Missio Alliance Essential Reading List Hearts Minds Bookstore's Best BooksRELEVANT's Top 10 Books Englewood Review of Books Best Books When Soong-Chan Rah planted an urban church in Cambridge, Massachusetts, his first full sermon series was a six-week exposition of the book of Lamentations. Preaching on an obscure, depressing Old Testament book was probably not the most seeker-sensitive way to launch a church. But it shaped their community with a radically countercultural perspective. The American church avoids lament. But lament is a missing, essential component of Christian faith. Lament recognizes struggles and suffering, that the world is not as it ought to be. Lament challenges the status quo and cries out for justice against existing injustices. Soong-Chan Rah's prophetic exposition of the book of Lamentations provides a biblical and theological lens for examining the church's relationship with a suffering world. It critiques our success-centered triumphalism and calls us to repent of our hubris. And it opens up new ways to encounter the other. Hear the prophet's lament as the necessary corrective for Christianity's future. A Resonate exposition of the book of Lamentations.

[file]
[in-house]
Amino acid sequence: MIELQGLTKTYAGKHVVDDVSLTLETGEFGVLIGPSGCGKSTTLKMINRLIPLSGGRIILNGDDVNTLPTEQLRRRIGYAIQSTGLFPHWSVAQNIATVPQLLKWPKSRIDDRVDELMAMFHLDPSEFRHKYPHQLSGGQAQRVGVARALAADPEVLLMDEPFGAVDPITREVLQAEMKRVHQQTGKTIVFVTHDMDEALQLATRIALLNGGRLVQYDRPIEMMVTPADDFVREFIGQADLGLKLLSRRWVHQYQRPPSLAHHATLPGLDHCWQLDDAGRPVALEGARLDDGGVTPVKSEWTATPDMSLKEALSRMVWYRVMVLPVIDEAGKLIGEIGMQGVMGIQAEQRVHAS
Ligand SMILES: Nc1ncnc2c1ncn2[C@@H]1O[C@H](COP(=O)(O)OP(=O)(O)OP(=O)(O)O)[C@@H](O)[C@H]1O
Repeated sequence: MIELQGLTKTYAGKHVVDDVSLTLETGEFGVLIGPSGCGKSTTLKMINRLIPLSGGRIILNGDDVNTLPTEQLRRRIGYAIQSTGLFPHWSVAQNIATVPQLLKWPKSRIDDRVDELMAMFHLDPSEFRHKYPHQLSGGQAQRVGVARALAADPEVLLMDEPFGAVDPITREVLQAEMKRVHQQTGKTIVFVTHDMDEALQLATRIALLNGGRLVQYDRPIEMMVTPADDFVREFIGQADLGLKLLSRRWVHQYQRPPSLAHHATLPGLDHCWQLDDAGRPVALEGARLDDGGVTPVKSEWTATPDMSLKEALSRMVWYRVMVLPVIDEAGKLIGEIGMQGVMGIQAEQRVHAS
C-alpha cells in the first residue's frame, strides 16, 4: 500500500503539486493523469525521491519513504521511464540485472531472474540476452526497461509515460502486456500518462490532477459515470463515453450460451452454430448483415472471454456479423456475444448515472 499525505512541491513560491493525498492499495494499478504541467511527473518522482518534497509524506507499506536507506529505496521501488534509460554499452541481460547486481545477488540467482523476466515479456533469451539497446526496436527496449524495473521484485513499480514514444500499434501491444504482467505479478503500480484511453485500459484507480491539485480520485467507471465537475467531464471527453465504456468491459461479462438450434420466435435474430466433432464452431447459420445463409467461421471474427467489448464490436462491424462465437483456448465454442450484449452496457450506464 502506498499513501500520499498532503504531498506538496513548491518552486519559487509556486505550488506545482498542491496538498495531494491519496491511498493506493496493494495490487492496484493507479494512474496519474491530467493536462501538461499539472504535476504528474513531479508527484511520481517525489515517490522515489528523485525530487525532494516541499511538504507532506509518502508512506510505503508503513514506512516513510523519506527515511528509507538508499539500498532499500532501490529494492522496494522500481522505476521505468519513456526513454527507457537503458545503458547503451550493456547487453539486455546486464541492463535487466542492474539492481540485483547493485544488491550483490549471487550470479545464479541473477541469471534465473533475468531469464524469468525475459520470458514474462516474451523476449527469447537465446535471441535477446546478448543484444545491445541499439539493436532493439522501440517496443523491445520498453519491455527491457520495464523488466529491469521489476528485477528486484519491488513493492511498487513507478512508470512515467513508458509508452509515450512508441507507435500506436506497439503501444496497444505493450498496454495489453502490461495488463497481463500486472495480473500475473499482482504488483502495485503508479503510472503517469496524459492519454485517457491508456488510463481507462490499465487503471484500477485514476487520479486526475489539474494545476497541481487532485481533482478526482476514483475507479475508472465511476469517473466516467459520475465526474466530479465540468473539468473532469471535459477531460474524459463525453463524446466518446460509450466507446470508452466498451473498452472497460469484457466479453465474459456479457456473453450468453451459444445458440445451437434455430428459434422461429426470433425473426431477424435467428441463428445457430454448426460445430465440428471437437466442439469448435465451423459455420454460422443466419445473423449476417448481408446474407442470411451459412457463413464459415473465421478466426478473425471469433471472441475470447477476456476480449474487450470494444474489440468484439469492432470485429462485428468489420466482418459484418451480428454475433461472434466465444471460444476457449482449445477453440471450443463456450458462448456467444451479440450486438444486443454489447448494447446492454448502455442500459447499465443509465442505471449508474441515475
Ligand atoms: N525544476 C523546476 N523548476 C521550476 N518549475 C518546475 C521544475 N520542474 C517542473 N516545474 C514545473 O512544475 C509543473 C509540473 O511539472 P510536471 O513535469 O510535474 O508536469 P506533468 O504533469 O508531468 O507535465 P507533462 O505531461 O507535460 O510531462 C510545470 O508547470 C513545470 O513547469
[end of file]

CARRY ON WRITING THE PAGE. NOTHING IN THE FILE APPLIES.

Foreword by Brenda Salter McNeil Series Introduction The Resonate Editorial Team Introduction: A Call to LamentLamentations 1 1. The Reality of Suffering:The Historical Context of Lamentations 2. The Funeral Dirge: The Genre of Lament 3. Silenced Voices of Shame: Lamentations 1:1-22Lamentations 2 4. God Is Faithful: Lamentations 2:1-8 5. Lament Over a City: Lamentations 2:1-9 6. Privilege and Exceptionalism: Lamentations 2:6-9 7.All of the Voices Are Heard: Lamentations 2:10-22Lamentations 3 8. A Structure for Lament: The Use of the Acrostic in Lamentations 9. All of It Is Personal: Lamentations 3 10. A Glimmer of Hope: Lamentations 3:21-60Lamentations 4 11. Persisting in Lament: A Recapitulation of Lamentations 12. A Broken World: Lamentations 4:3-16Lamentations 5 13. A Lament for Themselves: Lamentations 5 14. Ending in a Minor Key Conclusion Epilogue: Ferguson Acknowledgments Notes